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14 May 2019 | Story Thabo Kessah | Photo Tsepo Moeketsi
Prof Ashafa
Prof Ashafa’s research documents plants used by the Basotho in the management of different ailments.

The Phytomedicine and Phytopharmacology Research Programme (PPRP) in the Department of Plant Sciences on the Qwaqwa Campus researches the biological effects of medicinal plants used in the folkloric medicine of the Eastern Free State, particularly to explore the values and contribution of indigenous knowledge systems (IKS) towards broader scientific research. This is according to the programme’s principal investigator and researcher, NRF C2-rated researcher, Professor Anofi Ashafa. 

 “Our research is mainly aimed at documenting plants used by the Basotho in the management of different ailments and to further discover, isolate, and purify active phytoconstituents that are responsible for disease curation or amelioration, thereby assisting in the global promotion of accessible and affordable medication in developing countries,” said Prof Ashafa. 

Since 2012, the PPRP has worked extensively on Basotho medicinal plants (BMP) used as antimicrobials, antioxidants, antidiabetics, antitubercular, anticancer, anthelmintic, and antidiarrheal agents, starting from biological activities up to the  evaluation of the toxicity of these plants for the kidney, liver, and heart functions in order to establish safe dosage parameters. These activities have led to the discovery of four potent antidiabetic biomolecules that are awaiting the processes of patency and commercialisation. Additional outputs include 104 published peer-reviewed articles , 7 postdoctoral fellows, 6 PhDs, 9 master’s, and 16 honours graduates.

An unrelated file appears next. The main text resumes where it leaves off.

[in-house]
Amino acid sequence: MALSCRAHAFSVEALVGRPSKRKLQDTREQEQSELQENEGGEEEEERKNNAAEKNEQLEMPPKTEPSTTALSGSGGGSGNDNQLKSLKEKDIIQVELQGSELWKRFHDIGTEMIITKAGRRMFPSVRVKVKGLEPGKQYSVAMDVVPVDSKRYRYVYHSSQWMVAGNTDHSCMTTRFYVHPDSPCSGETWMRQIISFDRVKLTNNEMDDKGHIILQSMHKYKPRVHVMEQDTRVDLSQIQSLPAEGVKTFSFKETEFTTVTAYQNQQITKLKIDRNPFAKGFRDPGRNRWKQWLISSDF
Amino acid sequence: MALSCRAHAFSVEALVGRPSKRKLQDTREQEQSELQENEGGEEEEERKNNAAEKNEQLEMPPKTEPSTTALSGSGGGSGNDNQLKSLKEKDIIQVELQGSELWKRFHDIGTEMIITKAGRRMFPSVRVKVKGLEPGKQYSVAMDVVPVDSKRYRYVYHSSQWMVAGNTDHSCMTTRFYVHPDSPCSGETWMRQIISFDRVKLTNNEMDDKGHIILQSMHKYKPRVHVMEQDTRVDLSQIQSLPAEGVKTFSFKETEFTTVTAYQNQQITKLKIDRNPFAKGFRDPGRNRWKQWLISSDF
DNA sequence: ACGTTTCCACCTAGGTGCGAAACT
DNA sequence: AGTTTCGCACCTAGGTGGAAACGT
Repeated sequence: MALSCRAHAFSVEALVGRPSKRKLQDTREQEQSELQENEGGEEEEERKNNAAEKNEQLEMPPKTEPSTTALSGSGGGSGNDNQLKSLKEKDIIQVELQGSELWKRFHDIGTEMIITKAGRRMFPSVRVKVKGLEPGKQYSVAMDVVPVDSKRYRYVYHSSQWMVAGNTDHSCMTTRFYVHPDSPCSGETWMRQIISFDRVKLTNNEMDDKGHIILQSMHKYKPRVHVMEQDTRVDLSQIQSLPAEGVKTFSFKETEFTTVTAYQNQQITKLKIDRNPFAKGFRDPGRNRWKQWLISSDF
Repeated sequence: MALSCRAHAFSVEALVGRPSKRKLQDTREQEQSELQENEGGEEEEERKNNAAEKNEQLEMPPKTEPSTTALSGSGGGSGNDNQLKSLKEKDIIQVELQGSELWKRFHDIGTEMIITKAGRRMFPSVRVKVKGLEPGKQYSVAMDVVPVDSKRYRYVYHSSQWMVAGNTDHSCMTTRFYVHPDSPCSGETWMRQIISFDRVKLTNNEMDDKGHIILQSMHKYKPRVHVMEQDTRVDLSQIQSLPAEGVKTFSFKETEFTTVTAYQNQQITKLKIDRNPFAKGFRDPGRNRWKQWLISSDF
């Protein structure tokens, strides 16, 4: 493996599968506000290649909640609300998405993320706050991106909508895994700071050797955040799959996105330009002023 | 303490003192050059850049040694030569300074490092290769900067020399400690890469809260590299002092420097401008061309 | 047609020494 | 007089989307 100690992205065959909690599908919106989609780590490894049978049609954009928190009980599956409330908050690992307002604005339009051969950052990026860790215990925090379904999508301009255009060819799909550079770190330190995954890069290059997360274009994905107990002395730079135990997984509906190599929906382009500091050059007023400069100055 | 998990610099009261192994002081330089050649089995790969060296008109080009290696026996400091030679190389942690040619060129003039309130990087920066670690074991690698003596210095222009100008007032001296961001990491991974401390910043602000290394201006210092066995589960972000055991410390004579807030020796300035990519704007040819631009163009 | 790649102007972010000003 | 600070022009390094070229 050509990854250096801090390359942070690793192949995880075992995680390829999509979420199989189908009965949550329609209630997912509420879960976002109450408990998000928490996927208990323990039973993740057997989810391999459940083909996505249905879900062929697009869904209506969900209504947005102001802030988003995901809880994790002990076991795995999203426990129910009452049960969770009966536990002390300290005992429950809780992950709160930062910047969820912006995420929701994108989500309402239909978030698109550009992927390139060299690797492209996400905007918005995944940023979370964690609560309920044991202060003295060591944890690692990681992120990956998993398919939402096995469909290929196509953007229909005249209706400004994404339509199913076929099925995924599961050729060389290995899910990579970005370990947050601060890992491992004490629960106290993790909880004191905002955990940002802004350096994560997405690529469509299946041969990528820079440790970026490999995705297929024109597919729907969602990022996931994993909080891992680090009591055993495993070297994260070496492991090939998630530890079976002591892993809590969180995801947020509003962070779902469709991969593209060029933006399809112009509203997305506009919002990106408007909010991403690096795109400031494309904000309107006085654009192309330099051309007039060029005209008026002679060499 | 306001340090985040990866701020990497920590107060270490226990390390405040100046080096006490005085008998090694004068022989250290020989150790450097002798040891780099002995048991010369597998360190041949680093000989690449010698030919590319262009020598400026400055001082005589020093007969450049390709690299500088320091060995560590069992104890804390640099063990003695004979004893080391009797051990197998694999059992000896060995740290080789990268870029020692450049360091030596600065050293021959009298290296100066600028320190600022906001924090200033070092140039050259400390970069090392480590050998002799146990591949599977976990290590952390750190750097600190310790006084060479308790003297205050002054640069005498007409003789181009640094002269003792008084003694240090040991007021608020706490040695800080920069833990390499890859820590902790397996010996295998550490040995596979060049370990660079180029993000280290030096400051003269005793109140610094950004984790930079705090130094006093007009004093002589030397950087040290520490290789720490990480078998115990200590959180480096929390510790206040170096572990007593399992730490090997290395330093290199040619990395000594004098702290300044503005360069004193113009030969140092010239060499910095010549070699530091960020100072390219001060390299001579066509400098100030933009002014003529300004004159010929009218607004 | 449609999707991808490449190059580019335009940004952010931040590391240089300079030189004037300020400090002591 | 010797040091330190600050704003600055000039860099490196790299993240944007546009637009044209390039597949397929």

“Our research informs teaching and the development of expertise in ethnobotany, 
phytomedicine, and phytopharmacology in order to contribute to the National Development Plan (NDP) through human capacity development, skills, and knowledge transfer.

The group is also investigating some medicinal plants on the endangered red list of the South African National Biodiversity Institute (SANBI), through micropropagation and field trials as well as proposing conservation strategies to preserve these valuable species.

The PPRP consists of postdoctoral fellows, PhD, master’s, and honours students and research is done in collaboration with several local and international universities as well as the Agricultural Research Council of South Africa. 


News Archive

UFS applications for admissions amid the ongoing SA Post Office strike
2014-10-03

 
Mail services in Gauteng, Bloemfontein, Durban and Cape Town are hampered by the unprotected industrial action of Post Office employees.

The closing date for applications for admission in 2015 was 30 September 2014. But, due to the strike, the University of the Free State has made alternative arrangements for first-time applicants who have applied via post for admission to study in 2015.

If a first-time applicant can provide the university with proof that he/she posted an application form for admission before or on 30 September 2014, a duplicate of this application will be accepted up until 10 October 2014. Proof of postage can be sent to Applications@ufs.ac.za.

If a first-time applicant is not able to provide proof of postage, an application for admission in 2015 should be sent to the same email address by 10 October 2014. The UFS will allow applications to be received until 08:00 on Monday 13 October 2014.

For more information contact +27(0)51 401 9864/3393/3696 

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